One fascinating part of the ongoing Edinson Cavani saga is that a certain group of Chelsea fans reacted in horror at the idea that we'd be spending huge money on the Uruguay international. And it wasn't because they were gunshy about expensive strikers, or thought that Cavani wasn't good enough*. Instead, they were deeply concerned that the acquisition of the Napoli striker would mean that Romelu Lukaku wouldn't get the chance to lead the line at Stamford Bridge next season.
*Although there are supporters in both of those camps as well, one imagines.
Lukaku's had a fascinating season. Last year, the decision to loan him out to West Bromwich Albion was an easy one. He'd stagnated at Chelsea due to a lack of playing time, and would have more opportunity to impress and grow as a player at the Hawthorns than he would have in London. Thanks to a very good year with the Baggies, the Blues are in a much tougher -- though much happier -- spot regarding what to do with the 20-year-old.
How will they make the call on whether or not Lukaku should stay or go? It's a complicated decision, so let's explore the key points.
The first and most important thing to note that loaning out Lukaku is essentially equivalent to a financial investment. When a young player is loaned out, the idea is that their development at their new club will translate into future production for the parent one -- but that means that the parent side cannot take immediate advantage of the loanee's ability.
So, the cost of the loan is an immediate loss of productivity. If Chelsea send Lukaku out to Borussia Dortmund (or whomever), they will be unable to deploy Lukaku for the duration of that loan. That hit should be obvious to everyone. The return on the investment is the chance that Lukaku would be permanently improved over his baseline (i.e. the version of Lukaku that stays at Chelsea) by getting significant playing time at a high level.
From those two statements and ignoring inflation, we can draw the following conclusion:
A loan makes sense if the value of having Romelu Lukaku on the squad in 2013/14 is less than the total value above the baseline for the remainder of his Chelsea career, including a possible sale, should he be loaned out. Or, if you want it in mathematical terms...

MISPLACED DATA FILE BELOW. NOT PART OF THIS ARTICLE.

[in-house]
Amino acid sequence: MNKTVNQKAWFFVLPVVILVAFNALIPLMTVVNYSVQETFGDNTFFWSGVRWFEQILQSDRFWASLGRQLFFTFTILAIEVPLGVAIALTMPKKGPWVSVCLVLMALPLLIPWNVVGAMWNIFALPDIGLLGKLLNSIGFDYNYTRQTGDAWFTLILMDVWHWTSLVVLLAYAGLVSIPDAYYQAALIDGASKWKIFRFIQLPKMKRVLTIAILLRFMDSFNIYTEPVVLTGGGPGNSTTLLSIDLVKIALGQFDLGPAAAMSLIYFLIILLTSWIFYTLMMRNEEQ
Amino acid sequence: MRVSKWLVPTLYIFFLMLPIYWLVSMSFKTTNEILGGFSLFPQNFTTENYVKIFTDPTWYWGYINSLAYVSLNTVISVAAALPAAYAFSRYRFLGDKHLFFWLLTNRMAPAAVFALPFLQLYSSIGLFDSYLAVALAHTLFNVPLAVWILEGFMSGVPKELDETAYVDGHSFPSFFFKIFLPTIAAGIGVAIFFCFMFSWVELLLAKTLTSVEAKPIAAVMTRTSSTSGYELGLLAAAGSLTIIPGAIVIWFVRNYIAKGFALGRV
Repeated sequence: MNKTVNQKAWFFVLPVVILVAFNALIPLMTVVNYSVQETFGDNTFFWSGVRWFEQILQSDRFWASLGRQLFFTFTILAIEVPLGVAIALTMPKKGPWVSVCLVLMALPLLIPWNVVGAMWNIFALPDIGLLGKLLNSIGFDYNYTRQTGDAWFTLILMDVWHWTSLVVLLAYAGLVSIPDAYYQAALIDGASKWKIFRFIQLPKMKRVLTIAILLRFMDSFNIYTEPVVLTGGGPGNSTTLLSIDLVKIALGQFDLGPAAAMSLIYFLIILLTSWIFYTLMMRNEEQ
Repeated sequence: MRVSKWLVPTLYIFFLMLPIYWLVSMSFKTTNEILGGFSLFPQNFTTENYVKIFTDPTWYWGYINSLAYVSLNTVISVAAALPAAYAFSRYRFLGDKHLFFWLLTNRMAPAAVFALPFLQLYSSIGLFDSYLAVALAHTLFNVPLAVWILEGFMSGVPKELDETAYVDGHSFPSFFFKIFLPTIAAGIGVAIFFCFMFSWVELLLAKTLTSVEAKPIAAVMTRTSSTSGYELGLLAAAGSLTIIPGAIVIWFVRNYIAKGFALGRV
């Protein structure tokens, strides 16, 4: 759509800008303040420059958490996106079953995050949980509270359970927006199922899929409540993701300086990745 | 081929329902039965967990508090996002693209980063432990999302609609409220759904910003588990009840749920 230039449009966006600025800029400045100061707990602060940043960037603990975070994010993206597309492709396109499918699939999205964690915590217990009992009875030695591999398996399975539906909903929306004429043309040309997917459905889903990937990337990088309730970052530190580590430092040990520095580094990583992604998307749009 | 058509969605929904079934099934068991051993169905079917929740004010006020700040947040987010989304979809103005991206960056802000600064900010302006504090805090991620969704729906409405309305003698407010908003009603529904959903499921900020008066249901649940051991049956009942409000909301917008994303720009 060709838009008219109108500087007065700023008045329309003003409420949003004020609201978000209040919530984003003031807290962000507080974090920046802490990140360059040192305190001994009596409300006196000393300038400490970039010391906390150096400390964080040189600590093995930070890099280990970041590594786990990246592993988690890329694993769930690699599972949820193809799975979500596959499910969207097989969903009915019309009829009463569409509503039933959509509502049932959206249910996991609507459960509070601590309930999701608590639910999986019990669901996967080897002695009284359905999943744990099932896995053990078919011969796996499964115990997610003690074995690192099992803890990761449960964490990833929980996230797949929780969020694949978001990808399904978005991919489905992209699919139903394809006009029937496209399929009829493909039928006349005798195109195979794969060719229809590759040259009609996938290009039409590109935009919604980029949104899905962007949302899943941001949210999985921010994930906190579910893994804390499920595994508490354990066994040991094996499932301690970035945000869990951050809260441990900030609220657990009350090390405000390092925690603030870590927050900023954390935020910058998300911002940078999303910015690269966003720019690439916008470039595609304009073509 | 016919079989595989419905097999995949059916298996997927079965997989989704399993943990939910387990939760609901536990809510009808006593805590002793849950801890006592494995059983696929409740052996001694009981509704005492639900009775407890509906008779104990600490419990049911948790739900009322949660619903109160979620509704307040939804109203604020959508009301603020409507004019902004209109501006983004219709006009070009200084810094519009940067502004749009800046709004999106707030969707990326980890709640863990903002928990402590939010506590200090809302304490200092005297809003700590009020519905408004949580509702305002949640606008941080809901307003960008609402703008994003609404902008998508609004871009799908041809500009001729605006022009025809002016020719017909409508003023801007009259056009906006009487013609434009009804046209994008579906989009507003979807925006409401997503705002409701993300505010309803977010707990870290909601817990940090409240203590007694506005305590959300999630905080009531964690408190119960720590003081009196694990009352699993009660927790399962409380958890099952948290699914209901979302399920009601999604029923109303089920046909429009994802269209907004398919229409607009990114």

That looks nice and clear-cut, but there are plenty of unknowns in there. The most pressing is the unclear definition of value, which should always be thought about in terms of financial terms. What is Lukaku worth to Chelsea in 2013/14? It's not simply a matter of performance translating into cost -- if Lukaku stays and is made first choice starter, the club saves money by not acquiring a Cavani but then also incur a hit on the field as well. And if he's loaned and improves, it's entirely possible that he ends up with higher wages over his tenure at Chelsea than otherwise. Oh, and we don't know how long he'll last (x). Nor do we have a sensible idea of whether or not he'll actually improve while out on loan.
In other words, we don't have any answers, but now we have the framework with which to think rigourously about this problem. Generally speaking, for Lukaku to be worth sending out on loan, we'd have to expect him to have a long, successful career at Chelsea as well as having plenty of further development to do, or make the assumption that he's not good enough to add significant value next season (which is probably a silly assumption).
If you think Lukaku is near his peak already, the delta between loan Lukaku and baseline Lukaku is probably small enough that losing a year of him is no longer worth it. If you think he's not long for Chelsea, loaning him out makes little sense, even the club receives a reasonable transfer fee. And if you consider the loan system particularly high-risk (or you think he'll be less happy if he's sent on loan, or that he'll develop just fine at Chelsea), you'll be against the loan as well.
It's important to remember that these are mostly subjective considerations. There'll be a right answer and a wrong answer, but we don't have enough information to say for sure which is which despite having an obvious mechanism with which to make a decision.
That's why the Lukaku dilemma is so contentious. Being on one side or the other, more than most arguments in football, relies on a slew of guesses regarding player development and Lukaku's future career. There's not much firm footing to be found here, but personally I suspect that loan does make some sense. There are areas where he can definitely improve (first touch, finishing), and I'd also expect him to be around for some time yet.
But it's pretty easy to disagree with that analysis and make the case that he shouldn't be sent out again. The fact that we're in such murky water with a striker who's just turned 20 is a testament to just how far he's come since his struggles under Andre Villas-Boas. It's a good problem to have, but I certainly don't envy the people actually having to make the decision.